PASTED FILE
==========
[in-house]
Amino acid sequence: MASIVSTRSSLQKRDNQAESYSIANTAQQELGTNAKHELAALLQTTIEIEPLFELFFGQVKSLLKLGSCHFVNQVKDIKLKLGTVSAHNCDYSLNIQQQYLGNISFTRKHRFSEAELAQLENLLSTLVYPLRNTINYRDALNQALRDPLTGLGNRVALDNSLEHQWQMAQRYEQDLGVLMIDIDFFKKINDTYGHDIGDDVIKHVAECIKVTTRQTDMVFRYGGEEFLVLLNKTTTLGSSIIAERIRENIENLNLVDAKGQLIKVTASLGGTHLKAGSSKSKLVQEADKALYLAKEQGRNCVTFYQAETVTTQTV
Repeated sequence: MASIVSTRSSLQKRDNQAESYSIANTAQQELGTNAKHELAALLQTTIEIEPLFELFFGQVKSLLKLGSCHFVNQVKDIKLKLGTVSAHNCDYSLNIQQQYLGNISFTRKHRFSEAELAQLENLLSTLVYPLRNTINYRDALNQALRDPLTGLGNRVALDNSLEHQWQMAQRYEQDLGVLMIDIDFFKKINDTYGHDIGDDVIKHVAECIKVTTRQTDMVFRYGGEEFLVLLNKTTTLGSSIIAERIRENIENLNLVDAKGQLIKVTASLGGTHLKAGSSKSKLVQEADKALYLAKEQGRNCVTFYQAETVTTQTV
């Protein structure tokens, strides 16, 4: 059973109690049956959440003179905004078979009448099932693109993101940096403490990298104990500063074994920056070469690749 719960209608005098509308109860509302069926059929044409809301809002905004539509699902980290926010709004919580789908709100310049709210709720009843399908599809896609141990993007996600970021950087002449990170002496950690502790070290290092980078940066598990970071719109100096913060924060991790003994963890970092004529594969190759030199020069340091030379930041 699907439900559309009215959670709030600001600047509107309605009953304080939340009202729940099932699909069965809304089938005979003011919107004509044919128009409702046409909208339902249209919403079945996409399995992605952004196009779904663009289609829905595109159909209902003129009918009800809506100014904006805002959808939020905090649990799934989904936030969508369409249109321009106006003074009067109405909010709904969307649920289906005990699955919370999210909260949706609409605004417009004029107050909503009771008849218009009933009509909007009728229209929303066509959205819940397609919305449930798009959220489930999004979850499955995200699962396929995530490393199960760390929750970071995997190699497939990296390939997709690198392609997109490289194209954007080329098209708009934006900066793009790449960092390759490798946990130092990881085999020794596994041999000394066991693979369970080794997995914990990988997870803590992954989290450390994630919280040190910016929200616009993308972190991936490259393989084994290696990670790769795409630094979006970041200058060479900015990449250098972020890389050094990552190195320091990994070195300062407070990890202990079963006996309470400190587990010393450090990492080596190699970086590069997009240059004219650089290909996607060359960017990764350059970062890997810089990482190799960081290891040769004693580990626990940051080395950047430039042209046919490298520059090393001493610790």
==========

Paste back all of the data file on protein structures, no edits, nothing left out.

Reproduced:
[in-house]
Amino acid sequence: MASIVSTRSSLQKRDNQAESYSIANTAQQELGTNAKHELAALLQTTIEIEPLFELFFGQVKSLLKLGSCHFVNQVKDIKLKLGTVSAHNCDYSLNIQQQYLGNISFTRKHRFSEAELAQLENLLSTLVYPLRNTINYRDALNQALRDPLTGLGNRVALDNSLEHQWQMAQRYEQDLGVLMIDIDFFKKINDTYGHDIGDDVIKHVAECIKVTTRQTDMVFRYGGEEFLVLLNKTTTLGSSIIAERIRENIENLNLVDAKGQLIKVTASLGGTHLKAGSSKSKLVQEADKALYLAKEQGRNCVTFYQAETVTTQTV
Repeated sequence: MASIVSTRSSLQKRDNQAESYSIANTAQQELGTNAKHELAALLQTTIEIEPLFELFFGQVKSLLKLGSCHFVNQVKDIKLKLGTVSAHNCDYSLNIQQQYLGNISFTRKHRFSEAELAQLENLLSTLVYPLRNTINYRDALNQALRDPLTGLGNRVALDNSLEHQWQMAQRYEQDLGVLMIDIDFFKKINDTYGHDIGDDVIKHVAECIKVTTRQTDMVFRYGGEEFLVLLNKTTTLGSSIIAERIRENIENLNLVDAKGQLIKVTASLGGTHLKAGSSKSKLVQEADKALYLAKEQGRNCVTFYQAETVTTQTV
């Protein structure tokens, strides 16, 4: 059973109690049956959440003179905004078979009448099932693109993101940096403490990298104990500063074994920056070469690749 719960209608005098509308109860509302069926059929044409809301809002905004539509699902980290926010709004919580789908709100310049709210709720009843399908599809896609141990993007996600970021950087002449990170002496950690502790070290290092980078940066598990970071719109100096913060924060991790003994963890970092004529594969190759030199020069340091030379930041 699907439900559309009215959670709030600001600047509107309605009953304080939340009202729940099932699909069965809304089938005979003011919107004509044919128009409702046409909208339902249209919403079945996409399995992605952004196009779904663009289609829905595109159909209902003129009918009800809506100014904006805002959808939020905090649990799934989904936030969508369409249109321009106006003074009067109405909010709904969307649920289906005990699955919370999210909260949706609409605004417009004029107050909503009771008849218009009933009509909007009728229209929303066509959205819940397609919305449930798009959220489930999004979850499955995200699962396929995530490393199960760390929750970071995997190699497939990296390939997709690198392609997109490289194209954007080329098209708009934006900066793009790449960092390759490798946990130092990881085999020794596994041999000394066991693979369970080794997995914990990988997870803590992954989290450390994630919280040190910016929200616009993308972190991936490259393989084994290696990670790769795409630094979006970041200058060479900015990449250098972020890389050094990552190195320091990994070195300062407070990890202990079963006996309470400190587990010393450090990492080596190699970086590069997009240059004219650089290909996607060359960017990764350059970062890997810089990482190799960081290891040769004693580990626990940051080395950047430039042209046919490298520059090393001493610790």